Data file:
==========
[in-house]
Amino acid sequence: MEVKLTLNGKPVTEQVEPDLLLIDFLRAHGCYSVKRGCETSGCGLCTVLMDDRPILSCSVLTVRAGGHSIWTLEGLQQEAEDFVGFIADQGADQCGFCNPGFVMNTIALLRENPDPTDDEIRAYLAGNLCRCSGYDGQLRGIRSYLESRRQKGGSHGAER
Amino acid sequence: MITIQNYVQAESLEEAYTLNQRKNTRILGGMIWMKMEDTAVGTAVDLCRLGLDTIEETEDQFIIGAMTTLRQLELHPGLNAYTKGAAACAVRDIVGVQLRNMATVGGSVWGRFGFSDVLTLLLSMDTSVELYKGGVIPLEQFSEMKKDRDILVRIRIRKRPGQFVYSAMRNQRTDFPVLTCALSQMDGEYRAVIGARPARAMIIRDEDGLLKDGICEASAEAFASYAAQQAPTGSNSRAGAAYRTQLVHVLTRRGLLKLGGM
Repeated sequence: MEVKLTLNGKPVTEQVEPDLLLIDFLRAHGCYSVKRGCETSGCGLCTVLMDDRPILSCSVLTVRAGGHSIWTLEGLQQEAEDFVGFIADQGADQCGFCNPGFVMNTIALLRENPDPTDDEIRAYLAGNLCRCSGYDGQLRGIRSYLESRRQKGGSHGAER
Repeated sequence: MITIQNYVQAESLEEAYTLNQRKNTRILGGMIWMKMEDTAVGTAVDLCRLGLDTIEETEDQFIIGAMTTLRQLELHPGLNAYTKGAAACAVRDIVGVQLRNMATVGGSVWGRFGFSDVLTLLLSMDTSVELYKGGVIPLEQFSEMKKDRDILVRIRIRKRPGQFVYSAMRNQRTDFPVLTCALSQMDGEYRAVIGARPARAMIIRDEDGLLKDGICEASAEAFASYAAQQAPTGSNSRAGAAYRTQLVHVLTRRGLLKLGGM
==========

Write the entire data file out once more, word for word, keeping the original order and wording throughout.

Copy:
[in-house]
Amino acid sequence: MEVKLTLNGKPVTEQVEPDLLLIDFLRAHGCYSVKRGCETSGCGLCTVLMDDRPILSCSVLTVRAGGHSIWTLEGLQQEAEDFVGFIADQGADQCGFCNPGFVMNTIALLRENPDPTDDEIRAYLAGNLCRCSGYDGQLRGIRSYLESRRQKGGSHGAER
Amino acid sequence: MITIQNYVQAESLEEAYTLNQRKNTRILGGMIWMKMEDTAVGTAVDLCRLGLDTIEETEDQFIIGAMTTLRQLELHPGLNAYTKGAAACAVRDIVGVQLRNMATVGGSVWGRFGFSDVLTLLLSMDTSVELYKGGVIPLEQFSEMKKDRDILVRIRIRKRPGQFVYSAMRNQRTDFPVLTCALSQMDGEYRAVIGARPARAMIIRDEDGLLKDGICEASAEAFASYAAQQAPTGSNSRAGAAYRTQLVHVLTRRGLLKLGGM
Repeated sequence: MEVKLTLNGKPVTEQVEPDLLLIDFLRAHGCYSVKRGCETSGCGLCTVLMDDRPILSCSVLTVRAGGHSIWTLEGLQQEAEDFVGFIADQGADQCGFCNPGFVMNTIALLRENPDPTDDEIRAYLAGNLCRCSGYDGQLRGIRSYLESRRQKGGSHGAER
Repeated sequence: MITIQNYVQAESLEEAYTLNQRKNTRILGGMIWMKMEDTAVGTAVDLCRLGLDTIEETEDQFIIGAMTTLRQLELHPGLNAYTKGAAACAVRDIVGVQLRNMATVGGSVWGRFGFSDVLTLLLSMDTSVELYKGGVIPLEQFSEMKKDRDILVRIRIRKRPGQFVYSAMRNQRTDFPVLTCALSQMDGEYRAVIGARPARAMIIRDEDGLLKDGICEASAEAFASYAAQQAPTGSNSRAGAAYRTQLVHVLTRRGLLKLGGM